All that hard work has paid off. The resolutions are finished and they look very promising. Tomorrow's debate is sure to be exciting, especially because there are some controversial clauses in there. Will LIBE I run into trouble with their suggestion to reduce the size of refugee camps? Who will be the first to dub LIBE II's political education "indoctrination"? We'll find out in the General Assembly tomorrow. Meanwhile, check out all the other spicy clauses the delegates came up with.

Video: team building

While the delegates scramble to finish their resolutions, take a look at the fun they had this morning:

BYP'18: Team building from ifight on Vimeo.

Committee work: policy-making and coffee-breaking

The first symptoms of fatigue set in
Hannah guides EMPL towards a finished resolution
We can smell the brains frying behind the committee room doors. It's impressive: rarely do you see 70 teenagers this concentrated. And on such difficult topics, too - "comprehensive frameworks", "budget restrictions, and "governing bodies", whatever that means.

Time is of the essence, because the committees need to turn in their finished clauses at 18:00. ENVI II has already finished the introductory clauses, and the other committees are close behind. Our hearts go out to the hardworking delegates trying to solve unsolvable issues without snapping the necks of their committee-mates out of sheer frustration. Some are shouting, some are silent, and all are ready for a break.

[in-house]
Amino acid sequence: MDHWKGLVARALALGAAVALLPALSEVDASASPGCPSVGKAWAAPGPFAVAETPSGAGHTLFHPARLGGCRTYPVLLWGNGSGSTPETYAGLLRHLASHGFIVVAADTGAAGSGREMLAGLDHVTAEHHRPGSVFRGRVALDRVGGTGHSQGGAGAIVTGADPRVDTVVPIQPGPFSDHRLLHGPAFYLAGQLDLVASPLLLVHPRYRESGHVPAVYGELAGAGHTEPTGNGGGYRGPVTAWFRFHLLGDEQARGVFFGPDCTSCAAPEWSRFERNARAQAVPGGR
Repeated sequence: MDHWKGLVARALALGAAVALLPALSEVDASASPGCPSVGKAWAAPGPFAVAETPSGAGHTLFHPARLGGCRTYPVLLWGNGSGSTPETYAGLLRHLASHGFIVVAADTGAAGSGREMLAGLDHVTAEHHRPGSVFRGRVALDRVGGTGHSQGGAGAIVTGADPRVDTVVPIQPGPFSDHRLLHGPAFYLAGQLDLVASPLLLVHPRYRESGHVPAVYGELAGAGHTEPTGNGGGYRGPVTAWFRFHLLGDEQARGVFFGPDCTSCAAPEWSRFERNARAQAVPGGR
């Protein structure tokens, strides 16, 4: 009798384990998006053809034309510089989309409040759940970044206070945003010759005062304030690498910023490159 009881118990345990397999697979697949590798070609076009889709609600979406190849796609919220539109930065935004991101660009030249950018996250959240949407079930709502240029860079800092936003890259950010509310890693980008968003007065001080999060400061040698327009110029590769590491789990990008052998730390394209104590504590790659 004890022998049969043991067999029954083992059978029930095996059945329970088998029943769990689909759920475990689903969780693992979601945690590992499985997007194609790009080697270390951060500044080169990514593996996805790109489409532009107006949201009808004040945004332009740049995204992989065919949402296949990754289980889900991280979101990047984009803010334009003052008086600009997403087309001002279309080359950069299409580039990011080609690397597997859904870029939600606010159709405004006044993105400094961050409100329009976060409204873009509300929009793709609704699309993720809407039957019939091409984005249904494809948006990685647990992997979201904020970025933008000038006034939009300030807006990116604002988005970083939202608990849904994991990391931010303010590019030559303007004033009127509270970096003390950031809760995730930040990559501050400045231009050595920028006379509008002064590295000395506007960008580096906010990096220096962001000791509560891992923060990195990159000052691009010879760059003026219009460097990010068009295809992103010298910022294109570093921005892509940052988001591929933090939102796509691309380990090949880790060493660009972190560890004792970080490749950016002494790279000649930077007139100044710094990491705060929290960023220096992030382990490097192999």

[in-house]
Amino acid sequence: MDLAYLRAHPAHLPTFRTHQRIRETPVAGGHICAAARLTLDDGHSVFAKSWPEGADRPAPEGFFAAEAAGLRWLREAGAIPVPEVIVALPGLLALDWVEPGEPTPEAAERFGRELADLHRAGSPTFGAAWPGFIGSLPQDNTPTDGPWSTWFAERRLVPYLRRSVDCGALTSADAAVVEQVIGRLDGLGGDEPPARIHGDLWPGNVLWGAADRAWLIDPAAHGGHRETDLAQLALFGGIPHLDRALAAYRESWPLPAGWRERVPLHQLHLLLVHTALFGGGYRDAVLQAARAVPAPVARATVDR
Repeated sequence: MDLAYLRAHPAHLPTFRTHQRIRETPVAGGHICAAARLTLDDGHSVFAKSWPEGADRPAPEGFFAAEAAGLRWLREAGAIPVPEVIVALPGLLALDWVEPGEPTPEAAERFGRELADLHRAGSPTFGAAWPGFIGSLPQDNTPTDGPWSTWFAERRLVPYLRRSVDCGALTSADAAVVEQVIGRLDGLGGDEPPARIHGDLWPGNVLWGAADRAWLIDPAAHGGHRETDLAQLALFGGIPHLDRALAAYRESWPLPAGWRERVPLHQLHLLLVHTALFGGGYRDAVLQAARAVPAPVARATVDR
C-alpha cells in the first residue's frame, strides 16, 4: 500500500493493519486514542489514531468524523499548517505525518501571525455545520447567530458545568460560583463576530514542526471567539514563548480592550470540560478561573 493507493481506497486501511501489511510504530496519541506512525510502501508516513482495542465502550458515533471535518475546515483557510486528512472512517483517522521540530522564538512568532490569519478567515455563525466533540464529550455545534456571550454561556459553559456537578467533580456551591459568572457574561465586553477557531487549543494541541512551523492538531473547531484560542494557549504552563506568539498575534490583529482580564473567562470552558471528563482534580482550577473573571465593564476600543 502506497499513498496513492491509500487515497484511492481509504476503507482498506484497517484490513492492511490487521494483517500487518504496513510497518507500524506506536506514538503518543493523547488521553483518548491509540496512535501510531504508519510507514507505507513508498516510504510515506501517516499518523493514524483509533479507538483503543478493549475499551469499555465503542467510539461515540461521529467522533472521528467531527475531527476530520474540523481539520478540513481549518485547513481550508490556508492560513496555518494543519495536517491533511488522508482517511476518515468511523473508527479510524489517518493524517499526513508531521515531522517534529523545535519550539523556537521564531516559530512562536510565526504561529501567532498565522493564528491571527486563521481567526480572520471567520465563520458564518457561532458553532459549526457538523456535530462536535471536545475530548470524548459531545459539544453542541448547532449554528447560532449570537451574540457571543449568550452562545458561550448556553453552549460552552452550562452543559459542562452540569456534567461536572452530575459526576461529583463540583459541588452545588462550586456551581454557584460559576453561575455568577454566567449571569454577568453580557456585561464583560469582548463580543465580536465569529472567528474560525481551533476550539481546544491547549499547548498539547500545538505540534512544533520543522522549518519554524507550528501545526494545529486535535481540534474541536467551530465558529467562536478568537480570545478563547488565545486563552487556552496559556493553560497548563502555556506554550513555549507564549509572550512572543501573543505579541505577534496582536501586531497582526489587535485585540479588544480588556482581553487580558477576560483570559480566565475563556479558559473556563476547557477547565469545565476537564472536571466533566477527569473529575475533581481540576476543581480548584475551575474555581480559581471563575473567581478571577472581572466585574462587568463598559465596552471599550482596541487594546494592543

Video: arrival and opening games

The morning has flown by. In this video you can watch the delegates arrive, get settled and play games at the opening ceremony.

BYP '18: arrival & opening from ifight on Vimeo.

Team building: to awkwardness and beyond

Team building is a unique phenomenon; it includes a lot of yelling, odd movements and strange assignments. Fighting, dancing, running, lying on the dusty classroom floors, telling secrets, singing and solving riddles are among the team building exercises.

Needless to say, the delegates have to let go of any form of shame (especially when on the Leidseplein) and for most of them this is something to get used to. Yet they easily got the gist of it and loud laughter was shared. In the end, it is out of our comfort zones where to most interesting situations occur.

Believe it or not, every single one of these games serves a specific purpose that will eventually help the delegates in the more serious process of committee work. From what we have seen, communication is now effortless and unashamed.